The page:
Security cameras are popping up everywhere: at ATMs, in public plazas and in elevators.
And now they could show up in nursing homes.
The Florida Senate passed a bill Wednesday to start a pilot program that would place surveillance cameras in two nursing homes for a year.
If two nursing homes don't volunteer, two will be selected among homes that have a less than stellar track record, said bill sponsor Sen. Ginny Brown-Waite, R-Brooksville.
After that, it's up to the Legislature to act on the results of the pilot project, said Brown-Waite, who must leave the Senate this year because of term limits.
"I hope that next year's Legislature takes it up," Brown-Waite said.
The idea was part of the original nursing home overhaul lawmakers passed last year but was replaced with a study commission to review the issue instead.
That commission, made up of state health care officials and representatives of the Attorney General's Office, said Florida should allow people to put so-called "granny cams" in family members' rooms, as Texas did last year, as an abuse prevention measure.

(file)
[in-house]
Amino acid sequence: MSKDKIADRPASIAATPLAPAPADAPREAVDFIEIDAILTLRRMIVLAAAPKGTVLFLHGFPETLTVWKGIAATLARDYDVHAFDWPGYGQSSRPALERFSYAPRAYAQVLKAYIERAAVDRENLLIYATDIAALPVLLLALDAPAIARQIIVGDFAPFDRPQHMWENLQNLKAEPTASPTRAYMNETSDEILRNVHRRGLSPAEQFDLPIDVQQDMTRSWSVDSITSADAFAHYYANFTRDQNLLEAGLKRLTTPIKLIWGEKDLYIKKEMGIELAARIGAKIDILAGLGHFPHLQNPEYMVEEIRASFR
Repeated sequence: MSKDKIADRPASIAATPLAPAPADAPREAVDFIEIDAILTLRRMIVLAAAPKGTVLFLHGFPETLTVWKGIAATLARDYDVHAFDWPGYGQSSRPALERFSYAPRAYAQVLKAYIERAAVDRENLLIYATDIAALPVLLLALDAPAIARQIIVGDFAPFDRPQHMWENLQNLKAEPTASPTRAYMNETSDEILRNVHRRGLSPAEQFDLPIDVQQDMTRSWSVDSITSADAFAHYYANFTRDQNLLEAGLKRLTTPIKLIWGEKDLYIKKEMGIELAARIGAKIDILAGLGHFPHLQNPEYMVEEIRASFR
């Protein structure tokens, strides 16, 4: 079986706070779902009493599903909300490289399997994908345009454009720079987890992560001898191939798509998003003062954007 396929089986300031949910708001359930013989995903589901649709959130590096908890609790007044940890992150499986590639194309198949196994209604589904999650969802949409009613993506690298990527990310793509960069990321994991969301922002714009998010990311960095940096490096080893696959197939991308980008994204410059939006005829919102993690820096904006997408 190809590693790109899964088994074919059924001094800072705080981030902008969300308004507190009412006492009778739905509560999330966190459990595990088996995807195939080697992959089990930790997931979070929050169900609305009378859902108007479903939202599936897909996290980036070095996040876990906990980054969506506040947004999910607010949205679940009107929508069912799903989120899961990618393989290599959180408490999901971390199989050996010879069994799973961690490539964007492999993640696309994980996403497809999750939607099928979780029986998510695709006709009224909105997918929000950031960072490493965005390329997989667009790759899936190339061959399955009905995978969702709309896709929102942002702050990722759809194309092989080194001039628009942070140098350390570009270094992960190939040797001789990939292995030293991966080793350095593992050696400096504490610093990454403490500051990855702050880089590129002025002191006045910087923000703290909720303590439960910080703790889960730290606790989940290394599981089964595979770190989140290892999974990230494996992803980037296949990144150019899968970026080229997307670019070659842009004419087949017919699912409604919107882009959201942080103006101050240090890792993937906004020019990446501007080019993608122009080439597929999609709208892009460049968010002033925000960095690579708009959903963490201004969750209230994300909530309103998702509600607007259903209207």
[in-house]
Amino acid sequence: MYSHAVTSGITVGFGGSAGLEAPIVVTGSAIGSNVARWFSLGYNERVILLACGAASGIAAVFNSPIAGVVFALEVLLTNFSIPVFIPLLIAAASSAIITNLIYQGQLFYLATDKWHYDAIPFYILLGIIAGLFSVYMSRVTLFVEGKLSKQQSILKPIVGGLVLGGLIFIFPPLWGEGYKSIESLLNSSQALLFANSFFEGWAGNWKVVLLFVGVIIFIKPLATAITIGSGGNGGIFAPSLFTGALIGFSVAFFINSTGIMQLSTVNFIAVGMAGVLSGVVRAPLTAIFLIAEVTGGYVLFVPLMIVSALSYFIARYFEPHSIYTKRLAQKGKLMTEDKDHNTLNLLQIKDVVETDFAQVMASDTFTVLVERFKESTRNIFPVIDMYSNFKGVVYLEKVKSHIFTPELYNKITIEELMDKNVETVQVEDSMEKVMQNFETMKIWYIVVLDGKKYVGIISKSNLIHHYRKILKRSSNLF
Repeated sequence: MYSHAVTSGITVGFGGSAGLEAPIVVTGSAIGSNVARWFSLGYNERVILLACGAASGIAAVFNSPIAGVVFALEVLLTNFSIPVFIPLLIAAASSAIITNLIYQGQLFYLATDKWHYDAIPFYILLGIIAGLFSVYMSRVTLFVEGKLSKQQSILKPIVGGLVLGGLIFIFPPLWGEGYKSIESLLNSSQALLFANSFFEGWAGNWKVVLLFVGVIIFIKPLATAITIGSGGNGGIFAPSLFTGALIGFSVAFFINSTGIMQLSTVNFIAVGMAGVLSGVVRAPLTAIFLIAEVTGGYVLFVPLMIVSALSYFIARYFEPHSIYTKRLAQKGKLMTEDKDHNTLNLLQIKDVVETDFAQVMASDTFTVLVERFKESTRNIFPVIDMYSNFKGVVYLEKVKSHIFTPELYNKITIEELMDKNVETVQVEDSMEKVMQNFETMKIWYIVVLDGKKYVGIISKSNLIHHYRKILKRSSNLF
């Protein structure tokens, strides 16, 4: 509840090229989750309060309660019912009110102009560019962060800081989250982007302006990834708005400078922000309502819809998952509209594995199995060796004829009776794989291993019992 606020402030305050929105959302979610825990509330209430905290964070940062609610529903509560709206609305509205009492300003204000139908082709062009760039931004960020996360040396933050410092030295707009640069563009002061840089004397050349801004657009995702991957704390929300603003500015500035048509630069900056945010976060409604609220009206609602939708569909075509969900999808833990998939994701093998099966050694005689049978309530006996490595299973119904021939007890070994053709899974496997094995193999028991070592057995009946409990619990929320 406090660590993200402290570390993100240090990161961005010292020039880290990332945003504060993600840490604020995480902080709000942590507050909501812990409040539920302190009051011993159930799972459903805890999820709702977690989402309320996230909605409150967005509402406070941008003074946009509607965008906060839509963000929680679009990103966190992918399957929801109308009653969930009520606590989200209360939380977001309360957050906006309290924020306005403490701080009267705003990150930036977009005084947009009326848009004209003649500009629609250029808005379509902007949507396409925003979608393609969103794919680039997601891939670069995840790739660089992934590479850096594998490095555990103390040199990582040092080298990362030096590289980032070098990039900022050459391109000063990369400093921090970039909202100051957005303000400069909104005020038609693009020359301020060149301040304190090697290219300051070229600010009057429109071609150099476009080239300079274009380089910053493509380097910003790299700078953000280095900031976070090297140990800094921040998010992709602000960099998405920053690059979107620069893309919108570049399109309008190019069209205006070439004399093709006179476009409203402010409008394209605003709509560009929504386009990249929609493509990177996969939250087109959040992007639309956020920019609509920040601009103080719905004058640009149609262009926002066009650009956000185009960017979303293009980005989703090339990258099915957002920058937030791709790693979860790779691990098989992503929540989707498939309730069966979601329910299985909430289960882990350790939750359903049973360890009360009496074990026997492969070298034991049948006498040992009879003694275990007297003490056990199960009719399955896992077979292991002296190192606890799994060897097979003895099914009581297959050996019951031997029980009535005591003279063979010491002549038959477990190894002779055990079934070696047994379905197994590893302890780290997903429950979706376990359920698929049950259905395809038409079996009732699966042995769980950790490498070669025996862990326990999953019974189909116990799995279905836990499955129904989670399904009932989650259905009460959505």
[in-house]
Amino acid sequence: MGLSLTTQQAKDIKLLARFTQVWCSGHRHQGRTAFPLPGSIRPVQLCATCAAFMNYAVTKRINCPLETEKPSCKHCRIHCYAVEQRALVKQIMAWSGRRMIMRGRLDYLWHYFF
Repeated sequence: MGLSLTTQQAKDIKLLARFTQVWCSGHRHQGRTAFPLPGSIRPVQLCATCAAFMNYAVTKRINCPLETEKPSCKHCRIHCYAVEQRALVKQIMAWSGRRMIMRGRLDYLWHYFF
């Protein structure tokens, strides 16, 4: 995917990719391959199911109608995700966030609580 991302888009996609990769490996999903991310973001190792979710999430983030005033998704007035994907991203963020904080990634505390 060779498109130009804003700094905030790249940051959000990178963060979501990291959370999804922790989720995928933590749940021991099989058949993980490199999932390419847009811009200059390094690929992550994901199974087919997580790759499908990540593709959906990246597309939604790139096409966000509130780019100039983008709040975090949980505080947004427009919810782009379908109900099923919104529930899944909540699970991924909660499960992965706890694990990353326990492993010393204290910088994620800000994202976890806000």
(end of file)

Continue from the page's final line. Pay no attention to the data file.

"The likely deterrent effect on resident abuse and neglect, together with the benefits to management, residents and their families and friends, suggest that the voluntary use of cameras in nursing homes and resident rooms . . . would work well in Florida," said the report, delivered to the Legislature in January.
There were nearly 3,000 abuse and neglect allegations in nursing homes, assisted living facilities or by home health nurses that were at least partly verified in the year that ended last July, the report said.
But industry officials strongly oppose cameras.
Bob Asztalos, director of legislative affairs for the Florida Health Care Association, a nursing home trade group, said putting cameras in nursing homes will only make it harder for the homes to keep staffers. One nursing home that tried out cameras lost workers who refused to stay under those conditions, Asztalos said.
The bill now heads to the House for consideration.